ISIS has provoked a lot of talk but not a whole lot of action. NSA seems to be everywhere listening to the world’s communications, yet the where abouts of ISIS lot leaders seems a mystery. Political leaders, domestically as well as internationally, condemn this group and call for its elimination, yet no one seems to want to put “feet on the ground”. Hmmm.
Secretary of State, John Kerry, breaking all frequent flyer records, has signed up some 40 nations to fight against ISIS, but none seem anxious to commit ground troops. I wonder why? Even Humpty Dumpty, the rebuilt Iraq, seems luke warm to taking on ISIS even though almost half of Iraq is occupied by ISIS. Why this ambivalence?
Common sense tells us that it is always better to let the other guy do it, especially if it is a dirty job. Finding the “other guy” is the problem. And in the Middle East where absolute insanity reigns with the hatred between Sunnis and Shiites and the indifferent self interest of the oil rich countries leaders sets the table for non-cooperation.
President Obama appears to be on another planet if one listens to people like Lindsay Graham or John McCain. Both Senators, staples of the mindless Sunday morning talk shows, scoff at the idea of no US ground forces against ISIS. I guess a perpetual state of war with extremists is their view of the future.
The Middle East has long been characterized by ignorance, poverty, and enormous class differences. The public was been kept in line with State handouts and a boot on their necks. Nothing fancy, but when rigorously enforced, these policies have worked.
Removing Saddam Hussein, of course, took the stopper out of the bottle. And the entire region began to shift. With well intended but totally naive (or simply ignorant) responses by western powers has brought on significant disturbances in Libya, Egypt, and finally Syria. Rather than bringing democracy and freedom to these lands, just another set of despotic rulers have emerged.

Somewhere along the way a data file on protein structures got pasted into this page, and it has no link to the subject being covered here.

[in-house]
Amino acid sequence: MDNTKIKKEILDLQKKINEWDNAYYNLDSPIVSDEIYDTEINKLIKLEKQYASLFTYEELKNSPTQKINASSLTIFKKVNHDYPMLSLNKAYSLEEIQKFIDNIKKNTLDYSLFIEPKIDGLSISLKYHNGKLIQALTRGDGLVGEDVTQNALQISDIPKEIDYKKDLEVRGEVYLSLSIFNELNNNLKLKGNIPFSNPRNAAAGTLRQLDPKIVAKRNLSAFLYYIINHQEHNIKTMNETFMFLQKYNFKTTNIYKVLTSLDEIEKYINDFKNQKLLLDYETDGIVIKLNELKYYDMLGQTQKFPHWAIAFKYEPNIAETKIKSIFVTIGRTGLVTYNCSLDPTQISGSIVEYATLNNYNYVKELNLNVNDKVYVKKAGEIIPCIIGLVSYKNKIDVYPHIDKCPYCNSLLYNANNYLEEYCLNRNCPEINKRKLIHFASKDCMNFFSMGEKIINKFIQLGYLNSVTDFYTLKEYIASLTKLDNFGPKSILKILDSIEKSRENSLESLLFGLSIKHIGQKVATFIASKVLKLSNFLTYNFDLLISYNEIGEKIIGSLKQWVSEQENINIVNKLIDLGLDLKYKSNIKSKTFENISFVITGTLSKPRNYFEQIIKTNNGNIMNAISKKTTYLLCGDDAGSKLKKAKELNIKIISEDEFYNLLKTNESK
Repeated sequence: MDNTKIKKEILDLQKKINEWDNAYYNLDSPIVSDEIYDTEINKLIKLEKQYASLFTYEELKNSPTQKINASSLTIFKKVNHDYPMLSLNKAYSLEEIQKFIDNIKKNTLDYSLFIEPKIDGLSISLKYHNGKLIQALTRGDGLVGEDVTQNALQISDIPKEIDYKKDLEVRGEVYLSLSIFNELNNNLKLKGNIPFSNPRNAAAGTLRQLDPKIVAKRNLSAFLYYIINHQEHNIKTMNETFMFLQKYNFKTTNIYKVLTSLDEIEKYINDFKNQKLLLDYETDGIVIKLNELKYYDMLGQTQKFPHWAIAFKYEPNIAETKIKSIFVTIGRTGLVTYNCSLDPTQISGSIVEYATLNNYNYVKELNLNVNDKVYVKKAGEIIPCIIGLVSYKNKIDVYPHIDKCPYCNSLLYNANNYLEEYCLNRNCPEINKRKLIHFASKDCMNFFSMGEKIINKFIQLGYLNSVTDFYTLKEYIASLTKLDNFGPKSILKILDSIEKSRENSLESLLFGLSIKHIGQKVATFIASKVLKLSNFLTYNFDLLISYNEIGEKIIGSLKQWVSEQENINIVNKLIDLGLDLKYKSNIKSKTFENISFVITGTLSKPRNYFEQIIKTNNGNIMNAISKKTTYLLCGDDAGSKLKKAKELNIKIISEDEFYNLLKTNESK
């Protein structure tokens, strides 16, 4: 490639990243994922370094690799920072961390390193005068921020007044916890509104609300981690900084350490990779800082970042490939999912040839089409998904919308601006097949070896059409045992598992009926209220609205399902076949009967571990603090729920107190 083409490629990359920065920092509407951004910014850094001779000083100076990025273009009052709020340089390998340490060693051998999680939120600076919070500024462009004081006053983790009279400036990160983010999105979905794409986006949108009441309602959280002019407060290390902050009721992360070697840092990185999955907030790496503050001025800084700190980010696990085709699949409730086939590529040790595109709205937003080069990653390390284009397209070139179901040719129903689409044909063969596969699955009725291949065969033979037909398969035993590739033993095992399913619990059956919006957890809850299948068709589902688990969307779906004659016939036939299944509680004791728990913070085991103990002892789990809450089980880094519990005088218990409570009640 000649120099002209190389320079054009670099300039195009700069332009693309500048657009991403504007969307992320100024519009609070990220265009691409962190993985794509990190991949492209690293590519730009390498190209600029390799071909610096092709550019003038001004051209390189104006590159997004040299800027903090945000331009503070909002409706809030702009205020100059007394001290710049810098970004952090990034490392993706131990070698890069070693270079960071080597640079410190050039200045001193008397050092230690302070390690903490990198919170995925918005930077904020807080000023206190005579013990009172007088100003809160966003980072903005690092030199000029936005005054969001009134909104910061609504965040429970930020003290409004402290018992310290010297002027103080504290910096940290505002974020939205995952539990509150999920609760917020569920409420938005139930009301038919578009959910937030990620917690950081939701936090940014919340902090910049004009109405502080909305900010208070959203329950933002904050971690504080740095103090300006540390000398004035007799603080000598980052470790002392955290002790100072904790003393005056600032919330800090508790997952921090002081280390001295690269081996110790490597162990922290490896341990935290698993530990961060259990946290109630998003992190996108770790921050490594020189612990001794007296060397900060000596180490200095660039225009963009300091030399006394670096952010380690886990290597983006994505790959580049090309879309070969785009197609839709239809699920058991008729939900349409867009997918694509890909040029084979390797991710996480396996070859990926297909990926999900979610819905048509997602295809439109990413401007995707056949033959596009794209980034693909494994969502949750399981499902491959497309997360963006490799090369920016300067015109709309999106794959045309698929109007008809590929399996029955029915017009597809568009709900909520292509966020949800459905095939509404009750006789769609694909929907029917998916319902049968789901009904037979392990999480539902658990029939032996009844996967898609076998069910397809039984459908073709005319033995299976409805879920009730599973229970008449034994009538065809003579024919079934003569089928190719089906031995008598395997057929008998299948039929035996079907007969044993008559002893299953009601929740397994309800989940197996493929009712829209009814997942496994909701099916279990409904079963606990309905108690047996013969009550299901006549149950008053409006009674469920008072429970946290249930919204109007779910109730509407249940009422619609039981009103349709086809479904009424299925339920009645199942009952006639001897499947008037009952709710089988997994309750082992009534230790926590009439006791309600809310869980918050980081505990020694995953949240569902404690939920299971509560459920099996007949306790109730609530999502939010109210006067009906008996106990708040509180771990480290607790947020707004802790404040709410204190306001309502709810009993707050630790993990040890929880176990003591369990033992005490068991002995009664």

The common person is no better off and arguably living in worse conditions.
One can justifiably criticize George W Bush, aka Dick Cheney, but in 2014, the damage is already done and revisiting egregious policies sheds little light upon what to do now. Considering the experiences which resulted from these policies, however, is very worthwhile.
As a consequence, one is lead to the conclusion that the authoritative Egyptian Government under President al-Sisi should be supported and not undermined. A similar conclusion might be reached with Syrian President Bashar al-Assad. In a sick way, it is unfortunate that former Iraq President Saddam Hussein is not around to take back the reigns of government (he would put troops on the ground).
Instead, the West must work through Iran to guide the new Iraqi (Shiite) Prime Minister.
All these leaders already have troops on the ground and a vested interest in the outcome.
From a distance, it certain looks like President Obama is trying to find the eye of the needle with his response to ISIS.